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CHEMICAL MANAGEMENT

Pandemic’s third wave seems unlikely to damage global petrochemicals demand

Article | July 22, 2021

Petrochemical stocks plunged worldwide on 19 July ahead of the Q2 earnings season. The declines were consistent with those in economically sensitive sectors such as steel, copper, automotive and housing,” wrote my ICIS colleague, Joseph Chang, in this Insight article.

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CHEMICAL TECHNOLOGY

Reimagining the Workforce with Anglo American

Article | June 21, 2021

“At Anglo-American, we’re really focused on finding the best ways to attract the most talented people in the industry and effectively equipping our existing workforce based on what they need today and what the future will mean for their careers. We’re also committed to providing learning opportunities that lead to growth and development in the communities in which we operate. Our people are a strategic advantage. We want to ensure that continues to be the case as the mining industry evolves and faces more disruption.

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CHEMICAL MANAGEMENT

Energy portfolio restructuring: Charting the future

Article | June 17, 2021

Consumer needs and preferences in the energy industry are evolving. Environmental, social and governance (ESG) concerns are becoming more acute—inspiring action and shifting value towards low-carbon solutions. These trends accelerated in 2020 and for the first time, market capitalization of leading low-carbon solutions companies began to overtake those of oil and gas (O&G) majors. This is despite the majors laying out energy transition strategies, setting low carbon energy targets and generating higher revenues by an order of magnitude.1 In response to this radically changing landscape, energy companies are charting divergent courses for their futures. Some continue to bet on their ability to generate returns from the O&G value chain. They are focusing on growing margins and lowering carbon intensity. Others are supplementing their capabilities with low-carbon energy solutions or exiting hydrocarbons altogether. This blog focuses on the path forward for the energy majors in Europe who are betting big on diversification.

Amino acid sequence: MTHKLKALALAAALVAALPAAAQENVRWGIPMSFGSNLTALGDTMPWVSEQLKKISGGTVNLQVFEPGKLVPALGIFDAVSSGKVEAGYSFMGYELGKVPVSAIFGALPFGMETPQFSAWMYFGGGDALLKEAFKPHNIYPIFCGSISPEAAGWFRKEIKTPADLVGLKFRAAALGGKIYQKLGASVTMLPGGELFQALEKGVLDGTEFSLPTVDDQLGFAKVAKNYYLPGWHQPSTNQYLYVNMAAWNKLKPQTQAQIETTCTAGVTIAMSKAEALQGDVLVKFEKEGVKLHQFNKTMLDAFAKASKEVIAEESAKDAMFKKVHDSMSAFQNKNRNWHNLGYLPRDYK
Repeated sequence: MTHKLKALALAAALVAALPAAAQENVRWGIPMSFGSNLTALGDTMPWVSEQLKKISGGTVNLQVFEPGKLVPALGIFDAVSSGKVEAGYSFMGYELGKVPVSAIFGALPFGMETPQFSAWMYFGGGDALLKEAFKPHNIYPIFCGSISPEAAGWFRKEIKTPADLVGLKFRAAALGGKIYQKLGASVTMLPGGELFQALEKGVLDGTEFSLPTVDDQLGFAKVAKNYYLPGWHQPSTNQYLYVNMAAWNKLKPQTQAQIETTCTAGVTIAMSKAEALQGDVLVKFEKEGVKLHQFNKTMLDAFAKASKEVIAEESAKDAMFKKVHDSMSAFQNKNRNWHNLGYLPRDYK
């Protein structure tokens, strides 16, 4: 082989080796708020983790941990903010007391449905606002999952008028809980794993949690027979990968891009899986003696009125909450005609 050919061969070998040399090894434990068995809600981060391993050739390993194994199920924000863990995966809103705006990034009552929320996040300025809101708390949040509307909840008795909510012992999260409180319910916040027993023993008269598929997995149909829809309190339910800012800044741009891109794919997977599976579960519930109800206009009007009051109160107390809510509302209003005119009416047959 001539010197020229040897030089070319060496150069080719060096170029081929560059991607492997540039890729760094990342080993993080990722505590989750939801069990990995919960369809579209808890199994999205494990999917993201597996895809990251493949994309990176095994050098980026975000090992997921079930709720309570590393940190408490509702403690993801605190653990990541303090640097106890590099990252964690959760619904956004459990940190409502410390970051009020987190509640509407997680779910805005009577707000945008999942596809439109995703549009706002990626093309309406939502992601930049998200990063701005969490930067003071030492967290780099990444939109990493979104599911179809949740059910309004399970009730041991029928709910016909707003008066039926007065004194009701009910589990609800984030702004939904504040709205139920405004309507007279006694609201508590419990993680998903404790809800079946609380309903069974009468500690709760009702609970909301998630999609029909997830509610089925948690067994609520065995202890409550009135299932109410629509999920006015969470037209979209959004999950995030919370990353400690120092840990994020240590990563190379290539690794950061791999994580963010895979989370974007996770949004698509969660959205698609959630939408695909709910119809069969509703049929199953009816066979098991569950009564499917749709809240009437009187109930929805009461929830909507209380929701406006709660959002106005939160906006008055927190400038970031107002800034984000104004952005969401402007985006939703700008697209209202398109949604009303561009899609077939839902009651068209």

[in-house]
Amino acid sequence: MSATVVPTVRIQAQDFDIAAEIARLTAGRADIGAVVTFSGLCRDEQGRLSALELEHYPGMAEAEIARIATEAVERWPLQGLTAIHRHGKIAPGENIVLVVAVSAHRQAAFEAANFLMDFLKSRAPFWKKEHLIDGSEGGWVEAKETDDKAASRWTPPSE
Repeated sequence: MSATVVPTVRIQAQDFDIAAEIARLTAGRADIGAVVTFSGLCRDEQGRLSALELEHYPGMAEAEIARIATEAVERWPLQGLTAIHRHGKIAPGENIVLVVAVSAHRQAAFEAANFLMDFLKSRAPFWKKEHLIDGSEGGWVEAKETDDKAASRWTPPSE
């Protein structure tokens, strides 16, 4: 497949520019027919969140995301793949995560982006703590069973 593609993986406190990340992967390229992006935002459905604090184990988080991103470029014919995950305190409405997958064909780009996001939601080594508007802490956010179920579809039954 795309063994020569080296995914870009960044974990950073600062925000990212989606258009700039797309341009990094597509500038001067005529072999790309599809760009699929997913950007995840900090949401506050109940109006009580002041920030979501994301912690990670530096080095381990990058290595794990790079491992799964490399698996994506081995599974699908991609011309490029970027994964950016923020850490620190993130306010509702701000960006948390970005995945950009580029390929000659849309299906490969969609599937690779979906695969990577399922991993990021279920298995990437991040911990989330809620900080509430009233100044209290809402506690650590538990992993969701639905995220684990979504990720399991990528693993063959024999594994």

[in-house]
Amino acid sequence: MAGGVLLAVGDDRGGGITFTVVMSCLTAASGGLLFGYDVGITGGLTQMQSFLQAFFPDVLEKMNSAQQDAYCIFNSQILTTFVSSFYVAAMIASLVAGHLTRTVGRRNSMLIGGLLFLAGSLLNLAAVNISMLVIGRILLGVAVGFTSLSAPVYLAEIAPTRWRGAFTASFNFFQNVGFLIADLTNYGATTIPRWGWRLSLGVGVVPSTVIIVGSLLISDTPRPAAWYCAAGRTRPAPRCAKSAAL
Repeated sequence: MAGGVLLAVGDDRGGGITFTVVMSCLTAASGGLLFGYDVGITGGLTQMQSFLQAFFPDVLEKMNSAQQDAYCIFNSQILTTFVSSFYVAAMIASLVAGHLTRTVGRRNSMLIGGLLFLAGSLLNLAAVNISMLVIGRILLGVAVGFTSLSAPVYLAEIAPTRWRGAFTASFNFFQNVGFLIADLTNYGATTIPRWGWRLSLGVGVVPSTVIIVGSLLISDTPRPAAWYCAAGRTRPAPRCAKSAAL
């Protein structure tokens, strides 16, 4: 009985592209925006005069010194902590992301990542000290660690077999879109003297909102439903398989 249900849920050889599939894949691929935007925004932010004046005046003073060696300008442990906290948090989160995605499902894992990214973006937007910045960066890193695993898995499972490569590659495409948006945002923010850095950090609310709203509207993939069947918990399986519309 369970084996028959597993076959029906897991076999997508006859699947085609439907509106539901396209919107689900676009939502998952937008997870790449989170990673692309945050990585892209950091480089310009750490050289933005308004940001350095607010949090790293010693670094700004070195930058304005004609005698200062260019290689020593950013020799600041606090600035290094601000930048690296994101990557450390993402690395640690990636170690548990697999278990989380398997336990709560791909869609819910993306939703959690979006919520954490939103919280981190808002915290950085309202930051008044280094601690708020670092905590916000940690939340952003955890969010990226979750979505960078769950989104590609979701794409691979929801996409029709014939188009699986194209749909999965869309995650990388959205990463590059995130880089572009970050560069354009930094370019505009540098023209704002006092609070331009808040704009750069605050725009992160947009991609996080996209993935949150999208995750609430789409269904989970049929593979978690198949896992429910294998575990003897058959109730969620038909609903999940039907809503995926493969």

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Spotlight

PROCHEMA Handelsgesellschaft m.b.H.

PROCHEMA is an Austrian trading company - founded in 1981 - and one of the most successful organizations in marketing and distributing chemicals, polymers, food-and-feed additives. Based on exclusive representations of well-known manufacturers as well as free trading with carefully-selected partners, the name PROCHEMA has become a byword for successful sales and marketing, expanding from Austria and Central Europe originally to the entirety of Europe today. Visit us on www.prochema.com